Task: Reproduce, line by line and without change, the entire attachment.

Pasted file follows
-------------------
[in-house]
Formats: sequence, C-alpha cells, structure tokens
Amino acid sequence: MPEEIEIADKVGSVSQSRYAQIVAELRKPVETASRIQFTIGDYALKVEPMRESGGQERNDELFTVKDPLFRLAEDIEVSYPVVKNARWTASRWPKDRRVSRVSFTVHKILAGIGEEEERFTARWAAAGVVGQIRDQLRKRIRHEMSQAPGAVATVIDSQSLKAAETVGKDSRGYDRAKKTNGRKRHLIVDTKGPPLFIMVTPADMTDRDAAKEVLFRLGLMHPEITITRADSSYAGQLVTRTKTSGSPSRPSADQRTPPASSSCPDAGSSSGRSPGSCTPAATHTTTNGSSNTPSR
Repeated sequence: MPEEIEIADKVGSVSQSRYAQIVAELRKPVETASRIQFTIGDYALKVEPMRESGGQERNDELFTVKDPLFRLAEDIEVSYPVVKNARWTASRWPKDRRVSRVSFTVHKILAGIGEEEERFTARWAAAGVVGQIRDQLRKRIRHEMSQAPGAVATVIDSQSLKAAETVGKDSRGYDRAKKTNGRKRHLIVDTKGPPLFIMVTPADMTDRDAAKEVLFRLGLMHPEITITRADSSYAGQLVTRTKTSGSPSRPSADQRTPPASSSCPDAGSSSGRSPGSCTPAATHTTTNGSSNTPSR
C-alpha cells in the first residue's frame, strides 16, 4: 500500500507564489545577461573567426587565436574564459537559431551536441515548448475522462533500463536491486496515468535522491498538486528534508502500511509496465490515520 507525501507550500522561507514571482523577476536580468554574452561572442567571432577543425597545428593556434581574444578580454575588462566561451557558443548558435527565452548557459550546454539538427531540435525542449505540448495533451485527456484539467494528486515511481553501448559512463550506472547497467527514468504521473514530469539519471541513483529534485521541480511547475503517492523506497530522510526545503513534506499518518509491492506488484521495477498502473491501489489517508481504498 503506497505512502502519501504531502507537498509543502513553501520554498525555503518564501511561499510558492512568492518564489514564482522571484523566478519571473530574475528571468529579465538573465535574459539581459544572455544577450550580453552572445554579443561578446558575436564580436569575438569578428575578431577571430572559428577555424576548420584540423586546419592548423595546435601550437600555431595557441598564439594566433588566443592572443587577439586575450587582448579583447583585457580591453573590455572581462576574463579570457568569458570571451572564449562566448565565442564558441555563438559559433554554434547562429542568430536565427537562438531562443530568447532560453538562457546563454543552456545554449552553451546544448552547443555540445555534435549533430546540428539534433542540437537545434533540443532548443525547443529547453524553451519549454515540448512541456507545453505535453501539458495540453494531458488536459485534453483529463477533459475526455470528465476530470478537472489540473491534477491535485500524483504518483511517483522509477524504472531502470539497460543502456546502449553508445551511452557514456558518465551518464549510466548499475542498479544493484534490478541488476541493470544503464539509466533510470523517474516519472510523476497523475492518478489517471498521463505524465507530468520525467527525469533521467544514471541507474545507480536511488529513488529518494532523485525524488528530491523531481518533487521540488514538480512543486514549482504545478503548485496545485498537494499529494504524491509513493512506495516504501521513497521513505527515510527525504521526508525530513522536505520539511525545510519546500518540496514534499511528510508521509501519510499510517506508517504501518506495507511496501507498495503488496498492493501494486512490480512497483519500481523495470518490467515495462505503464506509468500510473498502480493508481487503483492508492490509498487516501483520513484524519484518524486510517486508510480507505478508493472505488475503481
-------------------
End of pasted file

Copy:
[in-house]
Formats: sequence, C-alpha cells, structure tokens
Amino acid sequence: MPEEIEIADKVGSVSQSRYAQIVAELRKPVETASRIQFTIGDYALKVEPMRESGGQERNDELFTVKDPLFRLAEDIEVSYPVVKNARWTASRWPKDRRVSRVSFTVHKILAGIGEEEERFTARWAAAGVVGQIRDQLRKRIRHEMSQAPGAVATVIDSQSLKAAETVGKDSRGYDRAKKTNGRKRHLIVDTKGPPLFIMVTPADMTDRDAAKEVLFRLGLMHPEITITRADSSYAGQLVTRTKTSGSPSRPSADQRTPPASSSCPDAGSSSGRSPGSCTPAATHTTTNGSSNTPSR
Repeated sequence: MPEEIEIADKVGSVSQSRYAQIVAELRKPVETASRIQFTIGDYALKVEPMRESGGQERNDELFTVKDPLFRLAEDIEVSYPVVKNARWTASRWPKDRRVSRVSFTVHKILAGIGEEEERFTARWAAAGVVGQIRDQLRKRIRHEMSQAPGAVATVIDSQSLKAAETVGKDSRGYDRAKKTNGRKRHLIVDTKGPPLFIMVTPADMTDRDAAKEVLFRLGLMHPEITITRADSSYAGQLVTRTKTSGSPSRPSADQRTPPASSSCPDAGSSSGRSPGSCTPAATHTTTNGSSNTPSR
C-alpha cells in the first residue's frame, strides 16, 4: 500500500507564489545577461573567426587565436574564459537559431551536441515548448475522462533500463536491486496515468535522491498538486528534508502500511509496465490515520 507525501507550500522561507514571482523577476536580468554574452561572442567571432577543425597545428593556434581574444578580454575588462566561451557558443548558435527565452548557459550546454539538427531540435525542449505540448495533451485527456484539467494528486515511481553501448559512463550506472547497467527514468504521473514530469539519471541513483529534485521541480511547475503517492523506497530522510526545503513534506499518518509491492506488484521495477498502473491501489489517508481504498 503506497505512502502519501504531502507537498509543502513553501520554498525555503518564501511561499510558492512568492518564489514564482522571484523566478519571473530574475528571468529579465538573465535574459539581459544572455544577450550580453552572445554579443561578446558575436564580436569575438569578428575578431577571430572559428577555424576548420584540423586546419592548423595546435601550437600555431595557441598564439594566433588566443592572443587577439586575450587582448579583447583585457580591453573590455572581462576574463579570457568569458570571451572564449562566448565565442564558441555563438559559433554554434547562429542568430536565427537562438531562443530568447532560453538562457546563454543552456545554449552553451546544448552547443555540445555534435549533430546540428539534433542540437537545434533540443532548443525547443529547453524553451519549454515540448512541456507545453505535453501539458495540453494531458488536459485534453483529463477533459475526455470528465476530470478537472489540473491534477491535485500524483504518483511517483522509477524504472531502470539497460543502456546502449553508445551511452557514456558518465551518464549510466548499475542498479544493484534490478541488476541493470544503464539509466533510470523517474516519472510523476497523475492518478489517471498521463505524465507530468520525467527525469533521467544514471541507474545507480536511488529513488529518494532523485525524488528530491523531481518533487521540488514538480512543486514549482504545478503548485496545485498537494499529494504524491509513493512506495516504501521513497521513505527515510527525504521526508525530513522536505520539511525545510519546500518540496514534499511528510508521509501519510499510517506508517504501518506495507511496501507498495503488496498492493501494486512490480512497483519500481523495470518490467515495462505503464506509468500510473498502480493508481487503483492508492490509498487516501483520513484524519484518524486510517486508510480507505478508493472505488475503481